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  • Compliance outcomes

    Table 2.1: Strike rate by market segment (Core indicator)

    Measure

    2016–17
    %

    2017–18
    %

    Overall strike rate

    69

    69

    Micro businesses

    70

    68

    Small and medium businesses

    72

    74

    Large businesses

    51

    52

    Government

    67

    37

    Not-for-profit organisations

    69

    78

    Other

    31

    72

    Note: The strike rate (percentage of cases leading to re-assessment) is an Organisation for Economic Co-operation and Development (OECD) measure which can indicate the effectiveness of case selection in detecting 'correct reporting'.
     

    Overall strike rate remains unchanged from 2016–17. It remains above the benchmark.

    Table 2.2: Refund integrity strike rate by market segment (Core indicator)

    Measure

    2016–17
    %

    2017–18
    %

    Overall refund integrity strike rate

    64

    68

    Micro businesses

    65

    70

    Small and medium businesses

    51

    54

    Large businesses

    40

    49

    Government

    57

    29

    Not-for-profit organisations

    60

    65

    Other

    87

    80

    Note: This measure applies to cases where a refund has been held by the ATO. Significant costs are carried by both government and business because of the time lag involved when a refund is stopped, including delayed cash flows and GST administration costs. This measure will over time indicate if improvements have been made to the ATO’s risk based audit selection strategy.
     

    There has an improvement in the overall strike rate of 4% during 2017–18.

    Table 2.3: Compliance liabilities and collections (Core indicator)

     

    2017–18

    Measure

    GST tax liabilities
    $m

    Total cash
    collection
    $m

    Cash collection
    rate
    %

    Total compliance liabilities raised, and cash collection, and cash collection rate by market segment

    3,056

    2,822

    67

    Micro businesses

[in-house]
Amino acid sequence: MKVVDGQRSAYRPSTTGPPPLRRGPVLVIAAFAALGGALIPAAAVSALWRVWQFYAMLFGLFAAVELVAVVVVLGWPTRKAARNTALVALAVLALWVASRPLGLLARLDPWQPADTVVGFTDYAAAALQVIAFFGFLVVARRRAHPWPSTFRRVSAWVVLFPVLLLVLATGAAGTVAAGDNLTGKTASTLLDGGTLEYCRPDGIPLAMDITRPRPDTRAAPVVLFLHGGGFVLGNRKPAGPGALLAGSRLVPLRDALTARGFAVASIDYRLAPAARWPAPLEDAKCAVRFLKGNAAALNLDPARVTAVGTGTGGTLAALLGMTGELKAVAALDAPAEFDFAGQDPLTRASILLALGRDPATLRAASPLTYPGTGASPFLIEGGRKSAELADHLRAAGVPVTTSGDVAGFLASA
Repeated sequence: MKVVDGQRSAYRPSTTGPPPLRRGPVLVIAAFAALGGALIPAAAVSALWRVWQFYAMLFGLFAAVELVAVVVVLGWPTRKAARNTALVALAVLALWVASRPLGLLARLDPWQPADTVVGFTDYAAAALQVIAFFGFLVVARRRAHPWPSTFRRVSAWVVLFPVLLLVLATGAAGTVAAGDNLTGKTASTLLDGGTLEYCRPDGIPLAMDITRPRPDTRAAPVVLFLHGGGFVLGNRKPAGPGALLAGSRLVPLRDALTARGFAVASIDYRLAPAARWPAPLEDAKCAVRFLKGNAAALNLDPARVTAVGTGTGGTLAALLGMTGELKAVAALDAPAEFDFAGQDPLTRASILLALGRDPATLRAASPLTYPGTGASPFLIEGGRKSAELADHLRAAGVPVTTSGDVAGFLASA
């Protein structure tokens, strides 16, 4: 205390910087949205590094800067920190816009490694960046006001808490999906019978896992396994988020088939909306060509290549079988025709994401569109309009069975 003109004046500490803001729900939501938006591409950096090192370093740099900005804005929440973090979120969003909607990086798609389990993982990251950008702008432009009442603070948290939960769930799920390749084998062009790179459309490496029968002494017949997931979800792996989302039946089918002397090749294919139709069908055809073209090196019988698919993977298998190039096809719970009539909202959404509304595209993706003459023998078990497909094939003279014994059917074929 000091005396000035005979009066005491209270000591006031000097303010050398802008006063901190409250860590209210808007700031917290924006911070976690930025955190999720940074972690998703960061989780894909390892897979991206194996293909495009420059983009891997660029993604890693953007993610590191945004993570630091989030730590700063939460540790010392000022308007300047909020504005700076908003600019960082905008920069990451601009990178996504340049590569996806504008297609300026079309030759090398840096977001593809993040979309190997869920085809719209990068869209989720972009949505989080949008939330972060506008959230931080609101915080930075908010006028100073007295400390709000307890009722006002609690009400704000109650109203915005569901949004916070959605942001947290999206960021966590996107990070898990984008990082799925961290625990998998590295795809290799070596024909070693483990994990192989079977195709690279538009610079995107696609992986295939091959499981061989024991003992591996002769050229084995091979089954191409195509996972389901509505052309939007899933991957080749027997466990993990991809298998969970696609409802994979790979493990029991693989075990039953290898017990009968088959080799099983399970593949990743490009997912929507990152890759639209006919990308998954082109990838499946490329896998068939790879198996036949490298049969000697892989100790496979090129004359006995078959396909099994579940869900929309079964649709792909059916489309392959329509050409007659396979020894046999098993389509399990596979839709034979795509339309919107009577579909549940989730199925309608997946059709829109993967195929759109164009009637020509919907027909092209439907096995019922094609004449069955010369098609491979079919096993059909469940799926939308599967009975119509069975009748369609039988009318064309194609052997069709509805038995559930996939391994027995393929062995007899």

1,419

    1,301

    56

    Small and medium businesses

    1,058

    975

    71

    Large businesses

    386

    359

    80

    Government

    14

    11

    68

    Not-for-profit organisations

    69

    66

    91

    Other

    110

    110

    97

    Note: Compliance liabilities are the net value of debit and credit amendments from active compliance intervention. Compliance liabilities exclude penalties and interest. Cash collections include amounts raised in previous financial years but collected during the financial year specified. The cash collection rate is based on current year collections, only, as a percentage of current year liabilities.
     

    This year we had a total of approximately $187 million in large ‘outlier’ cases (where the GST adjustment greater than $20 million) and in 2016–17 we had approximately $288 million.

    Table 2.4: GST registrations (Core indicator)

    Measure

    2014–15
    %

    2015–16
    %

    2016–17
    %

    2017–18
    %

    Compulsory GST registrations compared with potential GST registrations based on income tax returns data

    95.9

    95.4

    94.7

    95.1

    Note: This indicator assess whether we have the right number of registrants in the system compared to another source of information. In this case we are comparing the number of entities that declare business income (in excess of $75,000) in their income tax returns with the number of compulsory registrants. This indicator is reported one year in arrears due to reliance on corresponding income tax data.